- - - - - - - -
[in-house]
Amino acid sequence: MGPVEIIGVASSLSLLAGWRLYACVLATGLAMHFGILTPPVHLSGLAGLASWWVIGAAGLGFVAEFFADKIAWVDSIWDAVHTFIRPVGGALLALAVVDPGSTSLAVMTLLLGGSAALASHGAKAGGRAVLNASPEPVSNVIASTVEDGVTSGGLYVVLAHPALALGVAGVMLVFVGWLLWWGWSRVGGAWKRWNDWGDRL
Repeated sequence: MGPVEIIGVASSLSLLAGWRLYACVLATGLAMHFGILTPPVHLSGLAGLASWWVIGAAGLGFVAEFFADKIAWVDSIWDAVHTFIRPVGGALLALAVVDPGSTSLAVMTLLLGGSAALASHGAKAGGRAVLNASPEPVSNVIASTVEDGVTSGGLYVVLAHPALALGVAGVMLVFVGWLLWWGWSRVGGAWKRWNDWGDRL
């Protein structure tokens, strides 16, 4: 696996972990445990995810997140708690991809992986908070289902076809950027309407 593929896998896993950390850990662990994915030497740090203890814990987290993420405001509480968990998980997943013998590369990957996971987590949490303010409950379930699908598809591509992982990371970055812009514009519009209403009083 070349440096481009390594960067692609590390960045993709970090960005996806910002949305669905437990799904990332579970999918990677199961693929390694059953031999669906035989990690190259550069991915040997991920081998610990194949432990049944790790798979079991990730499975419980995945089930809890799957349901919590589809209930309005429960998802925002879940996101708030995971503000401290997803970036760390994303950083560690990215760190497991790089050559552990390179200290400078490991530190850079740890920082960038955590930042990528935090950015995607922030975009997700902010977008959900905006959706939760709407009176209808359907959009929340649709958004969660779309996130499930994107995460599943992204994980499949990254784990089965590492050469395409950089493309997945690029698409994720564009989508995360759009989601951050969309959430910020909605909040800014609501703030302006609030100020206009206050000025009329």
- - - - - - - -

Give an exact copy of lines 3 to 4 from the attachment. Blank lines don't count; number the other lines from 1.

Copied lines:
Repeated sequence: MGPVEIIGVASSLSLLAGWRLYACVLATGLAMHFGILTPPVHLSGLAGLASWWVIGAAGLGFVAEFFADKIAWVDSIWDAVHTFIRPVGGALLALAVVDPGSTSLAVMTLLLGGSAALASHGAKAGGRAVLNASPEPVSNVIASTVEDGVTSGGLYVVLAHPALALGVAGVMLVFVGWLLWWGWSRVGGAWKRWNDWGDRL
């Protein structure tokens, strides 16, 4: 696996972990445990995810997140708690991809992986908070289902076809950027309407 593929896998896993950390850990662990994915030497740090203890814990987290993420405001509480968990998980997943013998590369990957996971987590949490303010409950379930699908598809591509992982990371970055812009514009519009209403009083 070349440096481009390594960067692609590390960045993709970090960005996806910002949305669905437990799904990332579970999918990677199961693929390694059953031999669906035989990690190259550069991915040997991920081998610990194949432990049944790790798979079991990730499975419980995945089930809890799957349901919590589809209930309005429960998802925002879940996101708030995971503000401290997803970036760390994303950083560690990215760190497991790089050559552990390179200290400078490991530190850079740890920082960038955590930042990528935090950015995607922030975009997700902010977008959900905006959706939760709407009176209808359907959009929340649709958004969660779309996130499930994107995460599943992204994980499949990254784990089965590492050469395409950089493309997945690029698409994720564009989508995360759009989601951050969309959430910020909605909040800014609501703030302006609030100020206009206050000025009329």